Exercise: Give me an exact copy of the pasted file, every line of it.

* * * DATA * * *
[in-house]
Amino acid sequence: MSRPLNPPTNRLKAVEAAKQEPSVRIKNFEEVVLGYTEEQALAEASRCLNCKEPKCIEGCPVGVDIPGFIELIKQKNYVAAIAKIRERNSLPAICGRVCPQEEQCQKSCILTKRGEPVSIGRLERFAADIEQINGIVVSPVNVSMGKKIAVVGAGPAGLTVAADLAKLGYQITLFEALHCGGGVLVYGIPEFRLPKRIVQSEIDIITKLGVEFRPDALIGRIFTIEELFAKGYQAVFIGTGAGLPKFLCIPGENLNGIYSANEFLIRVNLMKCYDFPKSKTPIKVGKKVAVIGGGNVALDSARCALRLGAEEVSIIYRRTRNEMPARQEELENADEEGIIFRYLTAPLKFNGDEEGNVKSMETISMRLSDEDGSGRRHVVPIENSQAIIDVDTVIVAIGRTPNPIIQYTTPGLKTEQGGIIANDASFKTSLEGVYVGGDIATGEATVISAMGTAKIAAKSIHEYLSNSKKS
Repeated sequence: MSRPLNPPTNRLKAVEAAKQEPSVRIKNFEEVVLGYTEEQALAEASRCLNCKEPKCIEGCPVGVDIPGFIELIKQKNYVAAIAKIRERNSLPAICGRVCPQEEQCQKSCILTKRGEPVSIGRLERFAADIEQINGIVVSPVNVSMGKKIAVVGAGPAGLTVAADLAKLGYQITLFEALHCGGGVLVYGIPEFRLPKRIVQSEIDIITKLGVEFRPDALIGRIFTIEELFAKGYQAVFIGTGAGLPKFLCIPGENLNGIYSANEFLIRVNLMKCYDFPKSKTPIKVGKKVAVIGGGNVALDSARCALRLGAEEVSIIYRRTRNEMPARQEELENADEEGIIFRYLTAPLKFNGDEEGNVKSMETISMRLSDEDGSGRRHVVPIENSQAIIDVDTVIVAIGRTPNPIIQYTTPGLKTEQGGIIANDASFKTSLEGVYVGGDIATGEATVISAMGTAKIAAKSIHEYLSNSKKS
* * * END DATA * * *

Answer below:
[in-house]
Amino acid sequence: MSRPLNPPTNRLKAVEAAKQEPSVRIKNFEEVVLGYTEEQALAEASRCLNCKEPKCIEGCPVGVDIPGFIELIKQKNYVAAIAKIRERNSLPAICGRVCPQEEQCQKSCILTKRGEPVSIGRLERFAADIEQINGIVVSPVNVSMGKKIAVVGAGPAGLTVAADLAKLGYQITLFEALHCGGGVLVYGIPEFRLPKRIVQSEIDIITKLGVEFRPDALIGRIFTIEELFAKGYQAVFIGTGAGLPKFLCIPGENLNGIYSANEFLIRVNLMKCYDFPKSKTPIKVGKKVAVIGGGNVALDSARCALRLGAEEVSIIYRRTRNEMPARQEELENADEEGIIFRYLTAPLKFNGDEEGNVKSMETISMRLSDEDGSGRRHVVPIENSQAIIDVDTVIVAIGRTPNPIIQYTTPGLKTEQGGIIANDASFKTSLEGVYVGGDIATGEATVISAMGTAKIAAKSIHEYLSNSKKS
Repeated sequence: MSRPLNPPTNRLKAVEAAKQEPSVRIKNFEEVVLGYTEEQALAEASRCLNCKEPKCIEGCPVGVDIPGFIELIKQKNYVAAIAKIRERNSLPAICGRVCPQEEQCQKSCILTKRGEPVSIGRLERFAADIEQINGIVVSPVNVSMGKKIAVVGAGPAGLTVAADLAKLGYQITLFEALHCGGGVLVYGIPEFRLPKRIVQSEIDIITKLGVEFRPDALIGRIFTIEELFAKGYQAVFIGTGAGLPKFLCIPGENLNGIYSANEFLIRVNLMKCYDFPKSKTPIKVGKKVAVIGGGNVALDSARCALRLGAEEVSIIYRRTRNEMPARQEELENADEEGIIFRYLTAPLKFNGDEEGNVKSMETISMRLSDEDGSGRRHVVPIENSQAIIDVDTVIVAIGRTPNPIIQYTTPGLKTEQGGIIANDASFKTSLEGVYVGGDIATGEATVISAMGTAKIAAKSIHEYLSNSKKS